Jerzy Dudek has revealed how he was once so angry with manager Rafael Benitez, that he nearly punched the Spaniard.
Dudek was the penalty shootout hero for Liverpool against AC Milan in the 2005 Champions League final, but speaking in the Summer issue of FourFourTwo, out now, the Pole revealed how he nearly took drastic measures to leave the club when his boss signed Pepe Reina as his competition.
"Pepe was a great guy, but Rafa had signed a new goalkeeper at a moment when I felt like I was at the peak of my career," Dudek told FFT. "I told Rafa that the World Cup was on the horizon and I needed to be playing football. Köln were interested, but a few days before the window closed, they called and said, ‘Why is Rafa not even talking to us?’ I was surprised – I thought everything had been agreed."
"The next day, I stormed up to him after training. He said, ‘They only offered a loan deal, and you’re too important for us. They want to give us £800,000, but what if Reina gets an injury? I can’t put £800,000 in a suitcase and put it between the goalposts.’"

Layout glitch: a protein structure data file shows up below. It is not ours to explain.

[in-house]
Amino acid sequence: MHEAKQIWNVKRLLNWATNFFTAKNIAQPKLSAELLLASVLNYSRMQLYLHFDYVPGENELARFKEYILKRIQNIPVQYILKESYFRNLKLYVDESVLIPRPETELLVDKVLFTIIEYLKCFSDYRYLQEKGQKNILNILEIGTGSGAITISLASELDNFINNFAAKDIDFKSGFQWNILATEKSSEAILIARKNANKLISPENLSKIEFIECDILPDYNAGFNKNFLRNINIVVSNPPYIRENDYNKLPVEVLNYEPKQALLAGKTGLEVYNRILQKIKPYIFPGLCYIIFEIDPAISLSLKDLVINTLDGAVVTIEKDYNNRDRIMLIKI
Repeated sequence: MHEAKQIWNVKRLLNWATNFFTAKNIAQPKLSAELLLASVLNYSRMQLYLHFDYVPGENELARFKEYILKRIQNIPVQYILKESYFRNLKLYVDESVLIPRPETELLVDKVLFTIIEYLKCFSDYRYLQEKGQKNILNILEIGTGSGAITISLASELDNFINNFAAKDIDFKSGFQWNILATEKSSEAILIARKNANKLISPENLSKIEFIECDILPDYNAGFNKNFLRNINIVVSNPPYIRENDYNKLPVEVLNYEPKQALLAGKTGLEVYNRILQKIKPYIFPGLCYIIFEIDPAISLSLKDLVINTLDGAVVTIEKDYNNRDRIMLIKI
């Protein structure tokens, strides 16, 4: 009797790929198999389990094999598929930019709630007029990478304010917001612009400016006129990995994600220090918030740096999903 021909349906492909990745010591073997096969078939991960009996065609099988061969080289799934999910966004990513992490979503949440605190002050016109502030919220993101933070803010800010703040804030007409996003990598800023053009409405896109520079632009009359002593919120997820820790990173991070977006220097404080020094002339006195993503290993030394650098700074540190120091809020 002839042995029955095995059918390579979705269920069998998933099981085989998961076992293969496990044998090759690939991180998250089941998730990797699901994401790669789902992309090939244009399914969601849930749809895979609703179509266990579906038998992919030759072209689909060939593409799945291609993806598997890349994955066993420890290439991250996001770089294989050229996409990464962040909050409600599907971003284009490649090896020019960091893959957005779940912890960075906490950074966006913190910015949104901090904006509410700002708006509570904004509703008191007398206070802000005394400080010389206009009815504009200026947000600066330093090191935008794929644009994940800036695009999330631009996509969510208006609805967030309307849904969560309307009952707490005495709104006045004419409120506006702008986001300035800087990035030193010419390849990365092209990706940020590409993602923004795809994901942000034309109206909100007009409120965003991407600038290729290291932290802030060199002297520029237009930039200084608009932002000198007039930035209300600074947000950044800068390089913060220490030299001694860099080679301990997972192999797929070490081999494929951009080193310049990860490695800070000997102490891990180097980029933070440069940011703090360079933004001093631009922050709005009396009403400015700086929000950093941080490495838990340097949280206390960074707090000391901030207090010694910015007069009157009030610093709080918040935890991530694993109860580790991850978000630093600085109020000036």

"Then I had this crazy thought – ‘I think I’ll just punch him in the face’. This evil whisper in my head was telling me that if I hit Rafa, they’d let me go to Köln."
Eventually, Dudek got his chance in the Reds' side. Pepe Reina was sent off against Chelsea, giving the Polish keeper a run that included quite a few big games. Dudek left Anfield after six years to join Real Madrid in 2007 and says that he is still a huge fan of the club.
"Looking back today, I appreciate even more that I played for a club with the history of Liverpool," he said. "Last year, I went to Madrid with my son and watched Liverpool win the Champions League again."
"As a player, I never understood why supporters cried after big wins – but when I saw the players running around with the cup in their hands, I had tears in my eyes."
"I understood even more about the love I still get from Reds fans."
Read the full interview with Jerzy Dudek in the Summer 2020 issue of FourFourTwo magazine, available in shops and online from now. Our new magazine looks at the 99 things you’ve forgotten about the noughties, from battles to beach balls, looking at the decade that revolutionised the game as we know it; we examine the golden generation and where it went wrong for England, look over the extraordinary decade of Thierry Henry, remember the fall of ITV Digital, the highs and lows of Harchester United - the fictional side from Sky’s popular drama Dream Team - and look at the formidable partnership of Kaka and Andriy Shevencko over in Milan. We also chat to Mikael Silvestre, Alan Stubbs, Fredi Kanoute and Jimmy Floyd Hasselbaink.
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